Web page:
Just in time for the presidential election, AMERICAN CLASSICS paid tribute to those pesky SWING STATES (AND THE OTHERS) this past weekend. The great American songbook contains a wealth of material about, or inspired by, the places we come from---or go to, in the case of California. Ben Sears, Brad Conner and company introduced us to some songs we didn’t know (“When It’s Cactus Time in Arizona”) and regaled us with favorites like “Carolina in the Morning,” performed to easy, Southern perfection by Peter Miller accompanying himself on ukulele. (Miller niftily proved the old adage that sometimes simplicity is best: A man, his uke and a fabulous lyric: We hung on every word, hungered for another chorus and felt like we would perish when it was too soon over.)
Now Tennessee, it turns out, has eight state songs. One of the loveliest with the sweetest chorus is “Rocky Top,” sung ‘mountain style’ by Tennessee native Joei Marshall Perry, Miller (banjo and vocals) and Buffie Groves (guitar and vocals). Later in the show, Perry brought home the gorgeous Hoagy Carmichael/Stuart Gorrell “Georgia on My Mind.”.
Perry and Eric Bronner were droll wind-up figures from a diorama about Romney’s adopted states. Host Peter A. Carey ran to the rescue when Utah (Perry) and Massachusetts (Bronner) needed rewinding. President Obama got his due in a spoofy “My Little Grass Shack in Kealakekua, Hawaii” (which brought back memories for me of Arthur Godfrey’s old radio show). Later on in the program, Bronner’s soft, lilting lullaby, “Kentucky Babe” took our breath away.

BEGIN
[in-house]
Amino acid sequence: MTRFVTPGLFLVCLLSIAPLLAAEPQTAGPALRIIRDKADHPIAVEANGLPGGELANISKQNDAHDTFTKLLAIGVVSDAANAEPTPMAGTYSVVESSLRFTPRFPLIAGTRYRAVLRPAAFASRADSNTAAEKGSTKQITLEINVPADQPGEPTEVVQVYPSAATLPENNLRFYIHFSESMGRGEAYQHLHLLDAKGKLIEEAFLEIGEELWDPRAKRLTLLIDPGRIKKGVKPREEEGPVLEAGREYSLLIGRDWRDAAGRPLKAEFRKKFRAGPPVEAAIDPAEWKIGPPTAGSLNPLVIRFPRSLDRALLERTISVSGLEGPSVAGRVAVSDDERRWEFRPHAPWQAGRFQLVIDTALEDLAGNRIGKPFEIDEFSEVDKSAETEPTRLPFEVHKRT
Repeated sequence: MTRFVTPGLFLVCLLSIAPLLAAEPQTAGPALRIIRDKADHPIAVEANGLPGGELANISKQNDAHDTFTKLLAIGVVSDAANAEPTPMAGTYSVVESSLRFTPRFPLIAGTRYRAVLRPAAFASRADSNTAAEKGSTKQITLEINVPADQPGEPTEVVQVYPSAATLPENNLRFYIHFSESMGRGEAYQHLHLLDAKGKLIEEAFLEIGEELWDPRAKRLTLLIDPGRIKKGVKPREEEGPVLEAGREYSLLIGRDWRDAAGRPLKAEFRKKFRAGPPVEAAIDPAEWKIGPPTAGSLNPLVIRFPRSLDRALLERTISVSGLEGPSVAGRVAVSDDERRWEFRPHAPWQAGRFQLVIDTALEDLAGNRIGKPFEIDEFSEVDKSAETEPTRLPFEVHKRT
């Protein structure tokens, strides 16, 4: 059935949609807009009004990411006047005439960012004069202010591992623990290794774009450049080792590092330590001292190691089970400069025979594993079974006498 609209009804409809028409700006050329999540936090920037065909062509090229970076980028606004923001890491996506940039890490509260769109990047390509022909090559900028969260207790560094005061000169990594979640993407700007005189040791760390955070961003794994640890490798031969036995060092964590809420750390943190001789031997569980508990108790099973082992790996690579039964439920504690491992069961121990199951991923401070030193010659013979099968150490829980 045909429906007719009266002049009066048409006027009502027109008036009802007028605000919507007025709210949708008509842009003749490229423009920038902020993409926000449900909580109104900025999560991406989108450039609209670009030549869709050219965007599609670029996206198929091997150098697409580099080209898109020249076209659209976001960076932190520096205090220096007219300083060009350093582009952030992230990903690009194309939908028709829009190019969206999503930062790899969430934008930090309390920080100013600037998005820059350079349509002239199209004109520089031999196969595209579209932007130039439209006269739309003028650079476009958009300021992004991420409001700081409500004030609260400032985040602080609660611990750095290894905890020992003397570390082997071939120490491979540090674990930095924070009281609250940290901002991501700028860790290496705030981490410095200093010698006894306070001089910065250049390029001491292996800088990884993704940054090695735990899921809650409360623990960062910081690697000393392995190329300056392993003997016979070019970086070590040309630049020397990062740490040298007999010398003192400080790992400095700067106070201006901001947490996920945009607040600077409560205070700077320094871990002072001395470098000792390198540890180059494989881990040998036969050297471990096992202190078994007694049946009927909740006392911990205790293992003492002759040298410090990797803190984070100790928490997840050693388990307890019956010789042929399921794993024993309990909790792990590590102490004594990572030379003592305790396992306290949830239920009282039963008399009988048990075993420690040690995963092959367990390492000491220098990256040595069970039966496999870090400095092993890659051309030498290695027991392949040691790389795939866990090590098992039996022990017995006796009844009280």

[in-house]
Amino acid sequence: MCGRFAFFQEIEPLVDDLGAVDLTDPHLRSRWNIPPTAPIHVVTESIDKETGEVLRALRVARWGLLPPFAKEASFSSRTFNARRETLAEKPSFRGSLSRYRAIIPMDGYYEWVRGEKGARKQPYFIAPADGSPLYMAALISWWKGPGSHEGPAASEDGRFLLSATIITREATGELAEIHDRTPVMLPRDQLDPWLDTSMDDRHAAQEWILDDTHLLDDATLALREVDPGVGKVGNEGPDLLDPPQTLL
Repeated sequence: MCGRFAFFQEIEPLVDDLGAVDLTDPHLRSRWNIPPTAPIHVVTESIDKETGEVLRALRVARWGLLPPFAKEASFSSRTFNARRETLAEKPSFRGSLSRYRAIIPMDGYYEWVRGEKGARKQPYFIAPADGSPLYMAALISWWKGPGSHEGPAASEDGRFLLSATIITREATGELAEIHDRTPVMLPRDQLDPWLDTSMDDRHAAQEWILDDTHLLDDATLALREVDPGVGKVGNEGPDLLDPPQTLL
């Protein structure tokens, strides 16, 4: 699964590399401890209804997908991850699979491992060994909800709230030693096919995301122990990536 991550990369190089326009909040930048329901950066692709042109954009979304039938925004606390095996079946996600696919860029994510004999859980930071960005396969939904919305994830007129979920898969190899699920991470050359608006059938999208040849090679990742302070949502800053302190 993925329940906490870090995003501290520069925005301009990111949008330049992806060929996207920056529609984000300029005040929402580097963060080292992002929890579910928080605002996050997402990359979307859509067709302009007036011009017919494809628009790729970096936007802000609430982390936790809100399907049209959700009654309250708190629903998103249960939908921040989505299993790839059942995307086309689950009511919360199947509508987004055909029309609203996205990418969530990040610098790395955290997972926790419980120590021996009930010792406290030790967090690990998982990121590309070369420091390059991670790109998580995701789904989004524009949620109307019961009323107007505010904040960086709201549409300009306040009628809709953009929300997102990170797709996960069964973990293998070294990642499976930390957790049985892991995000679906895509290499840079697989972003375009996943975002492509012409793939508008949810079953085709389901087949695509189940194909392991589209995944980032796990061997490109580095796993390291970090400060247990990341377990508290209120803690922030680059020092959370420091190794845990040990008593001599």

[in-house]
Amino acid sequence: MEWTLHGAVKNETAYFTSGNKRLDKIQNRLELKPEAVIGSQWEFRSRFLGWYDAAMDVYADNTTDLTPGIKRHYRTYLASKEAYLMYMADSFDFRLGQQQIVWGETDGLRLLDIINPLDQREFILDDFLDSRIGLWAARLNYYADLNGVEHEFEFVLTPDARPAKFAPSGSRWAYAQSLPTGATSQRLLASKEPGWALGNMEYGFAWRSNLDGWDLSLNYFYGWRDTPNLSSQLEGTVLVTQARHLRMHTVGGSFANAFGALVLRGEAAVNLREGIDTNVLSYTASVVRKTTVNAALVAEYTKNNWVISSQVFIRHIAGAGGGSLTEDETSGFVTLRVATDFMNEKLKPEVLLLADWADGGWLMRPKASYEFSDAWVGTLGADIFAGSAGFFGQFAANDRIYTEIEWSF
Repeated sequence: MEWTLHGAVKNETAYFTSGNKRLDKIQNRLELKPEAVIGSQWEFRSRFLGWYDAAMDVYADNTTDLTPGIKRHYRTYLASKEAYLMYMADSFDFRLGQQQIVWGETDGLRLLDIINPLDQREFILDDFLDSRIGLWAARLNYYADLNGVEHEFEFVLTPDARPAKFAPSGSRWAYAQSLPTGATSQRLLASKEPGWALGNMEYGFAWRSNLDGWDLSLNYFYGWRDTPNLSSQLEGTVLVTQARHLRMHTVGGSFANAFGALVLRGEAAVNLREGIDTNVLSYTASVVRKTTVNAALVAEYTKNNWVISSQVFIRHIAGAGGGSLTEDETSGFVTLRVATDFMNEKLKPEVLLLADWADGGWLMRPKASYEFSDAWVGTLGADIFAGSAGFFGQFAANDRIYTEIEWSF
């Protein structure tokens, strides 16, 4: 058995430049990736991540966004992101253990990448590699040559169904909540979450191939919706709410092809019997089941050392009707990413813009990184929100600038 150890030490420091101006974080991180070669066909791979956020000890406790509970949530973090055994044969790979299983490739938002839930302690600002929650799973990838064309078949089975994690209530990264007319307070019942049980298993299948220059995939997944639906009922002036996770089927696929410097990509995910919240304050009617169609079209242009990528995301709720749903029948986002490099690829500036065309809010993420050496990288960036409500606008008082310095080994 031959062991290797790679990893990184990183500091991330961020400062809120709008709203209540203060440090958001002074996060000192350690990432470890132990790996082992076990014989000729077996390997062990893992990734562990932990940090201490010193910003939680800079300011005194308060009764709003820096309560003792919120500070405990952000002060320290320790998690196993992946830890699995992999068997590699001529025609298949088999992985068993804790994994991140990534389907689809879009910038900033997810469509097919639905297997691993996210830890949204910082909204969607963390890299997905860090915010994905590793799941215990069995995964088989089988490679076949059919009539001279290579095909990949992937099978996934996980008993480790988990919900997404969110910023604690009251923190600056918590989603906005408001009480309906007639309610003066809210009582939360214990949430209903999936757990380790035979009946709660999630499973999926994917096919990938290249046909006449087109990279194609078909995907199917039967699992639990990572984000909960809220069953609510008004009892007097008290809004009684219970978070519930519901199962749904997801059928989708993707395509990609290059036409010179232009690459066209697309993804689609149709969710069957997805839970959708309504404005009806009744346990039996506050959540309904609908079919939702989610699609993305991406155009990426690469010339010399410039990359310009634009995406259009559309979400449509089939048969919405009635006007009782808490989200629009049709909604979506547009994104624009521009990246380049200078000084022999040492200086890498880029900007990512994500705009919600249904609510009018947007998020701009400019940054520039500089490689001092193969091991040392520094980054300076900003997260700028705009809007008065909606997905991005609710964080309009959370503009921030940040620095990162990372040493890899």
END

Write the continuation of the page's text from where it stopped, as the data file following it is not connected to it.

Cynthia Mork delivered the heavenly “Stars Fell on Alabama” and made pleasant harmony with Sears in “An Old Fashioned Home in New Hampshire.” Caroline Musica, who hails from the pine tree state, sang the charming “Spending Your Vacation in Maine” while Conner’s piano phrasing echoed the water lapping at the shoreline. Conner crooned the John Denver hit, “Country Roads” (which mistakenly places the Blue Ridge Mountains in West Virginia ---but all is forgiven since it’s such a beautiful song). Sears finessed a little Jolson on “Swanee” and the entire ensemble (plus Barry Low on accordion) strutted “the Pennsylvania Polka.”
What would an evening about the states be without the rousing anthem from “Oklahoma?” The ensemble made the Rogers & Hammerstein showstopper sound like a stage crowded full of territory folk celebrating their brand new state. It takes two elements to make a good show: a great idea and skillful execution. American Classics has both the innovative ideas and the best people to carry them off.